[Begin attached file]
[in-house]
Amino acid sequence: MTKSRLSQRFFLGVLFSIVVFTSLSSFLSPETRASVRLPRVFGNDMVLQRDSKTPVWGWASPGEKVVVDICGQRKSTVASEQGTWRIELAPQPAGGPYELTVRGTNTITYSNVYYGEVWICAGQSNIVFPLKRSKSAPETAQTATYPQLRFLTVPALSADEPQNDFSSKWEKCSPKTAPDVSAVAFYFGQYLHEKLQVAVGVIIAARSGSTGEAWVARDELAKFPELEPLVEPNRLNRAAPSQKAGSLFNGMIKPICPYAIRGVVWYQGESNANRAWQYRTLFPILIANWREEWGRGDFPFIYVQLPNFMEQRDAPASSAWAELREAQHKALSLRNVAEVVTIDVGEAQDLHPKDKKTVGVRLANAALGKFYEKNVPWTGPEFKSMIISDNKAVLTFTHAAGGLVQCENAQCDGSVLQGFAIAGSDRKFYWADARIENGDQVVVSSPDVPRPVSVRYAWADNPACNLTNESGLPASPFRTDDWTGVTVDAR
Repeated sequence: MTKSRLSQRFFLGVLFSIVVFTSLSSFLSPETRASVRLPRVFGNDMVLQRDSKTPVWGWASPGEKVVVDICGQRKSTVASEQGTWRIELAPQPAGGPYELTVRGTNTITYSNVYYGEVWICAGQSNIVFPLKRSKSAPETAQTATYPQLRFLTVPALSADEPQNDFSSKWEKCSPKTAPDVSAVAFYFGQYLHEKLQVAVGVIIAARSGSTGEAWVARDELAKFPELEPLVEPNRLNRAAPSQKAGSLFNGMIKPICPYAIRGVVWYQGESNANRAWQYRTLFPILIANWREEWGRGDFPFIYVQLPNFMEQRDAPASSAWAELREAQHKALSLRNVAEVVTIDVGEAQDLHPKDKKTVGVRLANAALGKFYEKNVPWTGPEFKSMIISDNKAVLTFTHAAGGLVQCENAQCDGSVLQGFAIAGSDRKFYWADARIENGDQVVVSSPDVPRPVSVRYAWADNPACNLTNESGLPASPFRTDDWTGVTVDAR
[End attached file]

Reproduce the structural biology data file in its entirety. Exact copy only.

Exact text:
[in-house]
Amino acid sequence: MTKSRLSQRFFLGVLFSIVVFTSLSSFLSPETRASVRLPRVFGNDMVLQRDSKTPVWGWASPGEKVVVDICGQRKSTVASEQGTWRIELAPQPAGGPYELTVRGTNTITYSNVYYGEVWICAGQSNIVFPLKRSKSAPETAQTATYPQLRFLTVPALSADEPQNDFSSKWEKCSPKTAPDVSAVAFYFGQYLHEKLQVAVGVIIAARSGSTGEAWVARDELAKFPELEPLVEPNRLNRAAPSQKAGSLFNGMIKPICPYAIRGVVWYQGESNANRAWQYRTLFPILIANWREEWGRGDFPFIYVQLPNFMEQRDAPASSAWAELREAQHKALSLRNVAEVVTIDVGEAQDLHPKDKKTVGVRLANAALGKFYEKNVPWTGPEFKSMIISDNKAVLTFTHAAGGLVQCENAQCDGSVLQGFAIAGSDRKFYWADARIENGDQVVVSSPDVPRPVSVRYAWADNPACNLTNESGLPASPFRTDDWTGVTVDAR
Repeated sequence: MTKSRLSQRFFLGVLFSIVVFTSLSSFLSPETRASVRLPRVFGNDMVLQRDSKTPVWGWASPGEKVVVDICGQRKSTVASEQGTWRIELAPQPAGGPYELTVRGTNTITYSNVYYGEVWICAGQSNIVFPLKRSKSAPETAQTATYPQLRFLTVPALSADEPQNDFSSKWEKCSPKTAPDVSAVAFYFGQYLHEKLQVAVGVIIAARSGSTGEAWVARDELAKFPELEPLVEPNRLNRAAPSQKAGSLFNGMIKPICPYAIRGVVWYQGESNANRAWQYRTLFPILIANWREEWGRGDFPFIYVQLPNFMEQRDAPASSAWAELREAQHKALSLRNVAEVVTIDVGEAQDLHPKDKKTVGVRLANAALGKFYEKNVPWTGPEFKSMIISDNKAVLTFTHAAGGLVQCENAQCDGSVLQGFAIAGSDRKFYWADARIENGDQVVVSSPDVPRPVSVRYAWADNPACNLTNESGLPASPFRTDDWTGVTVDAR